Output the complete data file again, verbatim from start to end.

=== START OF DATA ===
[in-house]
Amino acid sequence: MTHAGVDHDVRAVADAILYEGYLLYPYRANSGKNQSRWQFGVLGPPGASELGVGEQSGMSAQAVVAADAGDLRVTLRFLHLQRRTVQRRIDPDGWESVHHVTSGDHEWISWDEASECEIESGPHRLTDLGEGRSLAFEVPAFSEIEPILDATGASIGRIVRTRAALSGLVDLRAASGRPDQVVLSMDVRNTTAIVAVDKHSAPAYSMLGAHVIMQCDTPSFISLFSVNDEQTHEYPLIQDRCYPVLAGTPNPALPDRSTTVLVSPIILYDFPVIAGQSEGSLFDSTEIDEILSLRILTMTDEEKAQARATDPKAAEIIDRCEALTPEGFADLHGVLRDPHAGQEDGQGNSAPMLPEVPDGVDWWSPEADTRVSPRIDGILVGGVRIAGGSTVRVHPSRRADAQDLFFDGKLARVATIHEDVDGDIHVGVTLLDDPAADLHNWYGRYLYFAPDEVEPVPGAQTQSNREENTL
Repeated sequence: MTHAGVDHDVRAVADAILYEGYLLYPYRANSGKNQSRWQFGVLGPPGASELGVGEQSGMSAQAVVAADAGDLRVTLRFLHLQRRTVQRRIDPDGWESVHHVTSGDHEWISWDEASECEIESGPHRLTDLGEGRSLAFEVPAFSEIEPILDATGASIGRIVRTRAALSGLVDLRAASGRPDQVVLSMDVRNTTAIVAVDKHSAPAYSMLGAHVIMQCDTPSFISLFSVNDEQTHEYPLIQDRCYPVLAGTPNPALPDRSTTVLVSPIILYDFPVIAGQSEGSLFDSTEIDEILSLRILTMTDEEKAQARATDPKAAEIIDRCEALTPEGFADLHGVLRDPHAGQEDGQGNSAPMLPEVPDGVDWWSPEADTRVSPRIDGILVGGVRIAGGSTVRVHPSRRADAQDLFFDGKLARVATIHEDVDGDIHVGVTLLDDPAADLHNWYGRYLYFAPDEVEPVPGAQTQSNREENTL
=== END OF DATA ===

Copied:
[in-house]
Amino acid sequence: MTHAGVDHDVRAVADAILYEGYLLYPYRANSGKNQSRWQFGVLGPPGASELGVGEQSGMSAQAVVAADAGDLRVTLRFLHLQRRTVQRRIDPDGWESVHHVTSGDHEWISWDEASECEIESGPHRLTDLGEGRSLAFEVPAFSEIEPILDATGASIGRIVRTRAALSGLVDLRAASGRPDQVVLSMDVRNTTAIVAVDKHSAPAYSMLGAHVIMQCDTPSFISLFSVNDEQTHEYPLIQDRCYPVLAGTPNPALPDRSTTVLVSPIILYDFPVIAGQSEGSLFDSTEIDEILSLRILTMTDEEKAQARATDPKAAEIIDRCEALTPEGFADLHGVLRDPHAGQEDGQGNSAPMLPEVPDGVDWWSPEADTRVSPRIDGILVGGVRIAGGSTVRVHPSRRADAQDLFFDGKLARVATIHEDVDGDIHVGVTLLDDPAADLHNWYGRYLYFAPDEVEPVPGAQTQSNREENTL
Repeated sequence: MTHAGVDHDVRAVADAILYEGYLLYPYRANSGKNQSRWQFGVLGPPGASELGVGEQSGMSAQAVVAADAGDLRVTLRFLHLQRRTVQRRIDPDGWESVHHVTSGDHEWISWDEASECEIESGPHRLTDLGEGRSLAFEVPAFSEIEPILDATGASIGRIVRTRAALSGLVDLRAASGRPDQVVLSMDVRNTTAIVAVDKHSAPAYSMLGAHVIMQCDTPSFISLFSVNDEQTHEYPLIQDRCYPVLAGTPNPALPDRSTTVLVSPIILYDFPVIAGQSEGSLFDSTEIDEILSLRILTMTDEEKAQARATDPKAAEIIDRCEALTPEGFADLHGVLRDPHAGQEDGQGNSAPMLPEVPDGVDWWSPEADTRVSPRIDGILVGGVRIAGGSTVRVHPSRRADAQDLFFDGKLARVATIHEDVDGDIHVGVTLLDDPAADLHNWYGRYLYFAPDEVEPVPGAQTQSNREENTL